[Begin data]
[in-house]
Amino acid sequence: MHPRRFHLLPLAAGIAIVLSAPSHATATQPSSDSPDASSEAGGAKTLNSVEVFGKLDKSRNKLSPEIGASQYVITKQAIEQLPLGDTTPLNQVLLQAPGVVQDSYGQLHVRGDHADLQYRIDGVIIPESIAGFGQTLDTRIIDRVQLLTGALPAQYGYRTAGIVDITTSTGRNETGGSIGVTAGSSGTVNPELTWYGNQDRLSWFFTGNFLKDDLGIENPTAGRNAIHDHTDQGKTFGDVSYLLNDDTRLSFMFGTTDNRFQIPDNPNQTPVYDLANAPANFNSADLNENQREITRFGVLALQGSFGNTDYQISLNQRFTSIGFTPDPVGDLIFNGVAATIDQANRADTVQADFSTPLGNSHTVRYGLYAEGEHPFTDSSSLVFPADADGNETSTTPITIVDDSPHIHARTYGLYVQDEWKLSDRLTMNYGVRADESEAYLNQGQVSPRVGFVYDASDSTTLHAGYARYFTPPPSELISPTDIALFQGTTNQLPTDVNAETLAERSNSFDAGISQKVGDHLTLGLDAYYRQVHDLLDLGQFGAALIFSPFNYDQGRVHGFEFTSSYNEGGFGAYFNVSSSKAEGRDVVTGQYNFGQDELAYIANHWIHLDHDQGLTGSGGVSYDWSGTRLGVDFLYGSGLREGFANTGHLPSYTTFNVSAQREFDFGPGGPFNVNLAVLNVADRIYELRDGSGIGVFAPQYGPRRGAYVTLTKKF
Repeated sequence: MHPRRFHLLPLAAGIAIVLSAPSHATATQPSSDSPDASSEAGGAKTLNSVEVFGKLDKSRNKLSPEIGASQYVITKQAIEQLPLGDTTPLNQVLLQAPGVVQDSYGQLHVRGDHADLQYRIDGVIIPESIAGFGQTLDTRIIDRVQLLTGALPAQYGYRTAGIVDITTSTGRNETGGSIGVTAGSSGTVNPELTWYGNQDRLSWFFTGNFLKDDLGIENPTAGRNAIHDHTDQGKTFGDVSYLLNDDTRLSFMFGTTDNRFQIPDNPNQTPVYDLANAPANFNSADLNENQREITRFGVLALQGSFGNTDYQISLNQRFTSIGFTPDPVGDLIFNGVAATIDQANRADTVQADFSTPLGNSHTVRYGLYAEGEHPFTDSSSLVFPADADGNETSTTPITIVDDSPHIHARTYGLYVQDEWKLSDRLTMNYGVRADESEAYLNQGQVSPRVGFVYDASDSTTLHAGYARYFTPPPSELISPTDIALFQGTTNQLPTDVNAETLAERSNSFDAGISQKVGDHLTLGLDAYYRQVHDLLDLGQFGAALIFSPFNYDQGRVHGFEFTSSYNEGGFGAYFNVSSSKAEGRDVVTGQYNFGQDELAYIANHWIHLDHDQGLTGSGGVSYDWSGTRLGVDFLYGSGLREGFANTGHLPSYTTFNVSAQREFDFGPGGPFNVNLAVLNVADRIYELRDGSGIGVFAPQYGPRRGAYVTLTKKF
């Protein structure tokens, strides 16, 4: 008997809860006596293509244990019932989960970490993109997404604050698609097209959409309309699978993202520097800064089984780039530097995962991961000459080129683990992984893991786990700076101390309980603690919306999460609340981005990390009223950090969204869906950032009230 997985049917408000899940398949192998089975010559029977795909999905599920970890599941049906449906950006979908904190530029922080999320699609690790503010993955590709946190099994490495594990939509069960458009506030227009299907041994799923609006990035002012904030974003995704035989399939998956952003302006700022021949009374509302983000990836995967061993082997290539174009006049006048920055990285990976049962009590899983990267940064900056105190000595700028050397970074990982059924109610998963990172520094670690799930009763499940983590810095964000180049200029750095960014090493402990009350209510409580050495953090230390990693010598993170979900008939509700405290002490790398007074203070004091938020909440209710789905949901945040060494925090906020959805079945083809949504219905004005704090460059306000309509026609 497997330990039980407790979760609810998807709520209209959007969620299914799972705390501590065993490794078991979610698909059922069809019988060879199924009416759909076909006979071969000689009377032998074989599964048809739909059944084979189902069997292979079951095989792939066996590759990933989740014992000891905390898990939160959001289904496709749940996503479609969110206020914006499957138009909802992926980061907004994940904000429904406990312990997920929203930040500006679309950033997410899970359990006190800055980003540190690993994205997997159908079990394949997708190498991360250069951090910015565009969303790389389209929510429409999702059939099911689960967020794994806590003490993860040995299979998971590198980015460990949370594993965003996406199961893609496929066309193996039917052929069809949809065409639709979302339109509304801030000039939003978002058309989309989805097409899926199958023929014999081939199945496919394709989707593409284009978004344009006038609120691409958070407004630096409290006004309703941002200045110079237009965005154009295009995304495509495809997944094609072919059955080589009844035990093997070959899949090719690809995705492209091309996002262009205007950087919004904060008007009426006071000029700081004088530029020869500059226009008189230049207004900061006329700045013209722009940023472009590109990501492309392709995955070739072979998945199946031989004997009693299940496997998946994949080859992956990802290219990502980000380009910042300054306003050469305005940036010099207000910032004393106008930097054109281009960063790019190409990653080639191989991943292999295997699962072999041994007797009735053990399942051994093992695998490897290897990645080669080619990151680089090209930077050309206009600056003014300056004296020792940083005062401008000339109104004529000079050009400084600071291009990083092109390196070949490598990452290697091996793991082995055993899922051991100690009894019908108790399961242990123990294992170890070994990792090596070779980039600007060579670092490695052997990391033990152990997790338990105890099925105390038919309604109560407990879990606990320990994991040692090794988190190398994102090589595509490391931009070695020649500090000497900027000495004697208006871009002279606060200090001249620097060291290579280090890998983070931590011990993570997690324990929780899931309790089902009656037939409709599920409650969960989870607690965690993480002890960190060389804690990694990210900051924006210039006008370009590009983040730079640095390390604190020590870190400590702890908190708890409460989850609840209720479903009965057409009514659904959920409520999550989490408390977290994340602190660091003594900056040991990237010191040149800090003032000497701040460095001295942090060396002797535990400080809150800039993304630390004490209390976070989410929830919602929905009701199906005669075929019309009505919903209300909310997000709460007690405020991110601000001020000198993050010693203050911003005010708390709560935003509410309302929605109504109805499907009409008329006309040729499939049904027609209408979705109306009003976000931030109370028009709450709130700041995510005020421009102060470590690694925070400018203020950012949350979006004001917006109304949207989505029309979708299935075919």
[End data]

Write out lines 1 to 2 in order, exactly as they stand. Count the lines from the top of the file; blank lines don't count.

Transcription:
[in-house]
Amino acid sequence: MHPRRFHLLPLAAGIAIVLSAPSHATATQPSSDSPDASSEAGGAKTLNSVEVFGKLDKSRNKLSPEIGASQYVITKQAIEQLPLGDTTPLNQVLLQAPGVVQDSYGQLHVRGDHADLQYRIDGVIIPESIAGFGQTLDTRIIDRVQLLTGALPAQYGYRTAGIVDITTSTGRNETGGSIGVTAGSSGTVNPELTWYGNQDRLSWFFTGNFLKDDLGIENPTAGRNAIHDHTDQGKTFGDVSYLLNDDTRLSFMFGTTDNRFQIPDNPNQTPVYDLANAPANFNSADLNENQREITRFGVLALQGSFGNTDYQISLNQRFTSIGFTPDPVGDLIFNGVAATIDQANRADTVQADFSTPLGNSHTVRYGLYAEGEHPFTDSSSLVFPADADGNETSTTPITIVDDSPHIHARTYGLYVQDEWKLSDRLTMNYGVRADESEAYLNQGQVSPRVGFVYDASDSTTLHAGYARYFTPPPSELISPTDIALFQGTTNQLPTDVNAETLAERSNSFDAGISQKVGDHLTLGLDAYYRQVHDLLDLGQFGAALIFSPFNYDQGRVHGFEFTSSYNEGGFGAYFNVSSSKAEGRDVVTGQYNFGQDELAYIANHWIHLDHDQGLTGSGGVSYDWSGTRLGVDFLYGSGLREGFANTGHLPSYTTFNVSAQREFDFGPGGPFNVNLAVLNVADRIYELRDGSGIGVFAPQYGPRRGAYVTLTKKF